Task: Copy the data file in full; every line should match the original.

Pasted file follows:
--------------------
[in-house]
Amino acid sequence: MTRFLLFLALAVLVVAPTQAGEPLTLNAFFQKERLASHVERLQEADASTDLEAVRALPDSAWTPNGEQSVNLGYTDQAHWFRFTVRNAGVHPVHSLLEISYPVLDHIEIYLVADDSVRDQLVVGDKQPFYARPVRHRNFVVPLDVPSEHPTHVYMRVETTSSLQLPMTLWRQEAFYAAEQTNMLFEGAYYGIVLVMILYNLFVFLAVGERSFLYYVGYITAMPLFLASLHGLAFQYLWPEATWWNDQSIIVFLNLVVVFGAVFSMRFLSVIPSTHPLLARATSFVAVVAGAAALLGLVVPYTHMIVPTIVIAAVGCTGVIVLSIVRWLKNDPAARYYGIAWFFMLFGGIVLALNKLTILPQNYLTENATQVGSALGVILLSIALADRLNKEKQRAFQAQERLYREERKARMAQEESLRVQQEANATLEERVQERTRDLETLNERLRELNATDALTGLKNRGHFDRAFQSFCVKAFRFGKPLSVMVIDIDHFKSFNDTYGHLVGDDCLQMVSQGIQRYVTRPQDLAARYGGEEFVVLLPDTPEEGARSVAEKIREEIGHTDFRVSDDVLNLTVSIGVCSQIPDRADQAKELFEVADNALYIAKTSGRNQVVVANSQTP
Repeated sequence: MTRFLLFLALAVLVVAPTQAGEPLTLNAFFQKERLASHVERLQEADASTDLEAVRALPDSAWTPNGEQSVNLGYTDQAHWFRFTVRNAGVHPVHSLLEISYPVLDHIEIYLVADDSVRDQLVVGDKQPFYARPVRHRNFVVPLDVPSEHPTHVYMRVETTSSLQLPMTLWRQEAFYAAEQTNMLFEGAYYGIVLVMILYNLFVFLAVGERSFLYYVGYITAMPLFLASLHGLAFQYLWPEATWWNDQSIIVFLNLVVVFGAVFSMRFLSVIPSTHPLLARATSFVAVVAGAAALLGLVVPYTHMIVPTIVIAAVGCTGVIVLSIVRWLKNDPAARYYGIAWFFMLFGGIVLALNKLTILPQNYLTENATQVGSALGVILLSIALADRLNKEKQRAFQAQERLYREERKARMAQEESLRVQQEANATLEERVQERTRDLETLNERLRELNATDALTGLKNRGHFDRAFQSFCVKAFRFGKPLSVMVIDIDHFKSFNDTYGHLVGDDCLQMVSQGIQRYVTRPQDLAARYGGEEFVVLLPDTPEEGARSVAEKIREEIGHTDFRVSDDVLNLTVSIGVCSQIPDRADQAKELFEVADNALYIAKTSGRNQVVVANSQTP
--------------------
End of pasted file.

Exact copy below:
[in-house]
Amino acid sequence: MTRFLLFLALAVLVVAPTQAGEPLTLNAFFQKERLASHVERLQEADASTDLEAVRALPDSAWTPNGEQSVNLGYTDQAHWFRFTVRNAGVHPVHSLLEISYPVLDHIEIYLVADDSVRDQLVVGDKQPFYARPVRHRNFVVPLDVPSEHPTHVYMRVETTSSLQLPMTLWRQEAFYAAEQTNMLFEGAYYGIVLVMILYNLFVFLAVGERSFLYYVGYITAMPLFLASLHGLAFQYLWPEATWWNDQSIIVFLNLVVVFGAVFSMRFLSVIPSTHPLLARATSFVAVVAGAAALLGLVVPYTHMIVPTIVIAAVGCTGVIVLSIVRWLKNDPAARYYGIAWFFMLFGGIVLALNKLTILPQNYLTENATQVGSALGVILLSIALADRLNKEKQRAFQAQERLYREERKARMAQEESLRVQQEANATLEERVQERTRDLETLNERLRELNATDALTGLKNRGHFDRAFQSFCVKAFRFGKPLSVMVIDIDHFKSFNDTYGHLVGDDCLQMVSQGIQRYVTRPQDLAARYGGEEFVVLLPDTPEEGARSVAEKIREEIGHTDFRVSDDVLNLTVSIGVCSQIPDRADQAKELFEVADNALYIAKTSGRNQVVVANSQTP
Repeated sequence: MTRFLLFLALAVLVVAPTQAGEPLTLNAFFQKERLASHVERLQEADASTDLEAVRALPDSAWTPNGEQSVNLGYTDQAHWFRFTVRNAGVHPVHSLLEISYPVLDHIEIYLVADDSVRDQLVVGDKQPFYARPVRHRNFVVPLDVPSEHPTHVYMRVETTSSLQLPMTLWRQEAFYAAEQTNMLFEGAYYGIVLVMILYNLFVFLAVGERSFLYYVGYITAMPLFLASLHGLAFQYLWPEATWWNDQSIIVFLNLVVVFGAVFSMRFLSVIPSTHPLLARATSFVAVVAGAAALLGLVVPYTHMIVPTIVIAAVGCTGVIVLSIVRWLKNDPAARYYGIAWFFMLFGGIVLALNKLTILPQNYLTENATQVGSALGVILLSIALADRLNKEKQRAFQAQERLYREERKARMAQEESLRVQQEANATLEERVQERTRDLETLNERLRELNATDALTGLKNRGHFDRAFQSFCVKAFRFGKPLSVMVIDIDHFKSFNDTYGHLVGDDCLQMVSQGIQRYVTRPQDLAARYGGEEFVVLLPDTPEEGARSVAEKIREEIGHTDFRVSDDVLNLTVSIGVCSQIPDRADQAKELFEVADNALYIAKTSGRNQVVVANSQTP